For this review, I listened to the 2014 Blackened pressing (cat: BLCKND013-1). The mastering was superb and at no time did I long for more musicality from the album or my Pro-Ject Debut Carbon turntable (fitted with the Ortofon OM20 needle). I have also listened to the TIDAL Hi-Fi edition and while the core mastering is the same, I truly enjoy the vinyl tonality just that little bit more. Without a doubt, the vinyl edition is a prized possession in my collection. Besides sounding incredible, the vinyl layout and design, while mimicking the original CD, is full featured and offers a valued added proposition for fans and collectors alike.

Metallica's Garage Inc. is available on Vinyl, CD, the TIDAL Store (16/44.1 kHz FLAC), and iTunes (Mastered For iTunes). If you prefer streaming, Garage Inc.. is also available on Spotify and Apple Music.

Click here to read other Metallica reviews by Subjective Sounds.  

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Metallica – St. Anger

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Metallica – St. Anger

Anger was what Metallica caused amongst fans when they released the 2003 album St.Anger. Although, it wouldn’t be the first time their fans would be divided with the musical style they decided to adopt as, their self-titled [The Black Album] was seen as a radical departure and a commercialisation of Metallica’s original sound. It is then appropriate that producer of the Black Album, Bob Rock, would again anger fans with the direction he and Metallica took with St. Anger.

When I first heard St. Anger, in 2003, I didn’t like it. I remember being disappointed and angered that I paid money for it. Despite listening to it several times, it just didn’t grow on me.

However, that was well over a decade ago and as time progressed, I grew strangely fond of the album. I hadn’t played it for years, yet I missed it. I could even recall the lyrics of many of the songs and the style of music that was portrayed throughout the album. All I can think of is it must have registered with my subconscious.

Just prior to the holiday season I was crate digging and came across the Blackened Recordings re-issue pressing for an incredible price. This was one time when I didn’t hesitate to make the purchase. Given my initial distaste of the album, I can’t explain my incessant need to now own the album.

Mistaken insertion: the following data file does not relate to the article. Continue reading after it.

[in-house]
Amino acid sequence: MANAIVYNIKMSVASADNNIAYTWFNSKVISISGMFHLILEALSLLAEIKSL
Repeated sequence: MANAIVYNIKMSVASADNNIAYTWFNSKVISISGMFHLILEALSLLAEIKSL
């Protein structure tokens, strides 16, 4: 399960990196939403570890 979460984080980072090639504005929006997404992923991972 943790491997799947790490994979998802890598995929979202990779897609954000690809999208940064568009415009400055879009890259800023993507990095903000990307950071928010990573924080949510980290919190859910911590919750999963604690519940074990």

One aspect that did grab me was the visual nirvana of the artwork. This is where vinyl is really the king of all music formats. The artwork alone justified the purchase.

While I lacked time to listen St. Anger during the holiday season, I decided to put it on last night. As the needle lowered, and Frantic began, I knew at that moment that I had underestimated the album and that in retrospect it was truly a heavy metal record that was not only worthy of the Metallica name, but it was worthy of being added to my collection.

As the album progressed, I felt like I was a one-man audience with the band in their garage. I didn’t stop moving for the entire 75-minute epic and I sang along to every lyric. In reflection, I think I matured as a music listener and was listening to the performance differently than I had upon its release in 2003.

The music, while being metal infused and raw to the bone, has a unique dimension about it. I truly love the shifts in tempo within the songs. It is a jolted feeling, but one that works for the entire album. Think for a moment about how you feel when you’re angry. The waves of emotion you experience. Metallica has captured that emotion and portrayed it perfectly in St. Anger.

Overall, St. Anger is reminiscent of Garage Days Re-Revisisted ‘87, Garage Days Revisited ’84, B-sides & One-Offs ’88-’91, and Motorheadache ’95 from the 1998 Garage Inc. album. I’m a big fan of that album and I love the production credit of ‘somewhat produced’. I wish they would have replicated that production credit for the St. Anger release.

St. Anger would also mark the first Metallica album that hadn’t featured long-time bassist Jason Newsted as he left he band following creative differences. In his place, producer Bob Rock would lay down the bass tracks as Metallica had yet to bring Robert Trujillo into the band. Regardless, the bass elements are really amplified in this release, unlike Newsted’s first album with the band …And Justice For All where the bass tracks are minimal at best. While Trujillo, and Newsted before him, were both incredible editions to the Metallica lineup following the death of original bassist Cliff Burton, I have to say that Rock plays some mean bass tracks on St. Anger.  

Now that I have flipped my subjective dislike of the album, into pure appreciation, I should mention that it is not perfect. In my opinion this album could have been a Load/Reload style release. It would have been a perfect 40-minute album that could have been released in two editions.

Perhaps it is just me, but I find that I prefer shorter albums. When AC/DC released Rock Or Bust, I was initially shocked at the 35-minute runtime. In retrospect, I’m glad it is short and hard hitting as it allows me to appreciate the songs a little more as I’m more inclined to spin the album again.